“I’ve often wondered about the relationship I draw between the sounds of chords and the colour I associate with them. A♭ for me is always purple. C minor is black (…) But when I get a sense from particular students that they’re similarly disposed, I play chords to them and ask them to call a colour. We often disagree — though as a general rule lower chords emerge as deeper colours, and higher is perceived as brighter.”
- Simon Brown, jazz pianist
Synesthesia is fairly rare so it’s not an enormous consideration when it comes to eye movement patterns, but it could well throw you off. You could observe someone who is synesthetic in this way accessing visual, auditory or both when thinking about music. Then again, a highly visual person might access visual remembered when thinking of her favourite song because she also loves the album cover… so again, it’s not altogether straightforward.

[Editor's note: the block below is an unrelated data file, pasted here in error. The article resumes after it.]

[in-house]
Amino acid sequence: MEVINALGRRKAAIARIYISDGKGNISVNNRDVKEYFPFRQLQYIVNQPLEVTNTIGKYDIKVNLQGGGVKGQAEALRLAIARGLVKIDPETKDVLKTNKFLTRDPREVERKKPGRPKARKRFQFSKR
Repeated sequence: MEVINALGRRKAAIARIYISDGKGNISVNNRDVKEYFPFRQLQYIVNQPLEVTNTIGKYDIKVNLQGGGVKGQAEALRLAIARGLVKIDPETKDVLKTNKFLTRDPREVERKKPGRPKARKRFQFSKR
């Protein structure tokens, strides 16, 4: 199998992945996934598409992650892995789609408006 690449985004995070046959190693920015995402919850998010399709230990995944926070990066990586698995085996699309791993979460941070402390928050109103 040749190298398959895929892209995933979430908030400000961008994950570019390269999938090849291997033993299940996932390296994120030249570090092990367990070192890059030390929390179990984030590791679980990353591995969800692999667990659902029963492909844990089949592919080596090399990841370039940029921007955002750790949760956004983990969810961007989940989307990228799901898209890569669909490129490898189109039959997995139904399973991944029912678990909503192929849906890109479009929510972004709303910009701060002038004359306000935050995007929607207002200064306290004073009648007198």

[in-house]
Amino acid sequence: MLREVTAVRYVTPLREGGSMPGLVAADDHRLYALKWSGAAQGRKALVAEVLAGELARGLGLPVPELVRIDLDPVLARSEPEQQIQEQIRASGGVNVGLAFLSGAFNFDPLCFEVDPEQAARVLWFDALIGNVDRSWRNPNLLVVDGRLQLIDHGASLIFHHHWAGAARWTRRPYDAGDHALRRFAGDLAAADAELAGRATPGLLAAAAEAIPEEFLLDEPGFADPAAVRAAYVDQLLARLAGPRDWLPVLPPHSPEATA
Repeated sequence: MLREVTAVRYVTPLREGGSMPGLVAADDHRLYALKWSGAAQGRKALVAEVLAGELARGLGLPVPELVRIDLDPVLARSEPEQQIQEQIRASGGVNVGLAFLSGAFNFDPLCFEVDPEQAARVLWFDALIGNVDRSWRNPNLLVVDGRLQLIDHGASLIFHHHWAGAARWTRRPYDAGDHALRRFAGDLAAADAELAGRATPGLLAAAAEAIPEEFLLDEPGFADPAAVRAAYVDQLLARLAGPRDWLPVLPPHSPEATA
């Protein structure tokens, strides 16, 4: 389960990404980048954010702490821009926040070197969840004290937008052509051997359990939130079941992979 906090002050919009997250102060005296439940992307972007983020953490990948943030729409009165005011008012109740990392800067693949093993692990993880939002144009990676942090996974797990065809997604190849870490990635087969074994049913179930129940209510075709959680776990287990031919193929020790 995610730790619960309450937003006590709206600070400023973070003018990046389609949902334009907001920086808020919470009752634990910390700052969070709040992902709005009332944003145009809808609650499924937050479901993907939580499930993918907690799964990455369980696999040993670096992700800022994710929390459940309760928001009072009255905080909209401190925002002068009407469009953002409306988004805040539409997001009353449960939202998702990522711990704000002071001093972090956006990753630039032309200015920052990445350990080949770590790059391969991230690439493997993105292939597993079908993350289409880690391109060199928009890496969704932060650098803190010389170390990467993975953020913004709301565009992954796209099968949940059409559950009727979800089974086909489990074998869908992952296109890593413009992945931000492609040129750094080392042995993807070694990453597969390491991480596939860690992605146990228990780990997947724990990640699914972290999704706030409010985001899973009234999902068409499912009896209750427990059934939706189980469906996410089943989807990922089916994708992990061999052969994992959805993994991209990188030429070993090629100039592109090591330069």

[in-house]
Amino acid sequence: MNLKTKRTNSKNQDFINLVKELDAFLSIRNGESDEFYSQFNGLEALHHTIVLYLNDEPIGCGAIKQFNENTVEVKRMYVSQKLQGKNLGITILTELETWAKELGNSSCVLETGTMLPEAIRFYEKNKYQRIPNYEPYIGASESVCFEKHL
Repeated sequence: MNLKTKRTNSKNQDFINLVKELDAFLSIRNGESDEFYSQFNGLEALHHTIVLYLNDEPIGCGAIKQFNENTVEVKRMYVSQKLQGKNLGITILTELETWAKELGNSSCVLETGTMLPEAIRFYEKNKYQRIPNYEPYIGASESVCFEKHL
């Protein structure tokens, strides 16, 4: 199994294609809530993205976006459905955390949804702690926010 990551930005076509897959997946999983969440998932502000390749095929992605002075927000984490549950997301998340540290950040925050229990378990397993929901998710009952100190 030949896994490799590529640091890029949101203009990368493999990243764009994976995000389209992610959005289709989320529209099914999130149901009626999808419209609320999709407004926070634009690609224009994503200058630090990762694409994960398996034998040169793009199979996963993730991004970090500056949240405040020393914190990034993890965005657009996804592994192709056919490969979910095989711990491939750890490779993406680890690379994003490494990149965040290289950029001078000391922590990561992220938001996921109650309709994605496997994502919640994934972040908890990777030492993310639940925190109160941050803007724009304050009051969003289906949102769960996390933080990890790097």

To become adept at reading people’s eye accessing cues, it just takes a little practice. It’s a skill well worth learning if you want to be able to create instant rapport in a job interview, or to help an awkward first date go a little more smoothly. I’d recommend that you don’t start during important conversations though because it can be really hard to focus on eye movements and keep a track of what you are talking about at the same time whilst you are learning.
To discover if a friend is reverse or normally organised, try asking them questions like “what colour was your first car?”, or “can you remember the sound of applause?” (these questions should cause them to access visual and auditory remembered respectively). Then, you can see if you can get them to go to visual construct by asking what you’d look like with a different hair cut. Finally, have a go at guessing their preferred representational system (favoured sense) by seeing which way their eyes move most often. You can check your results against the test provided in this article.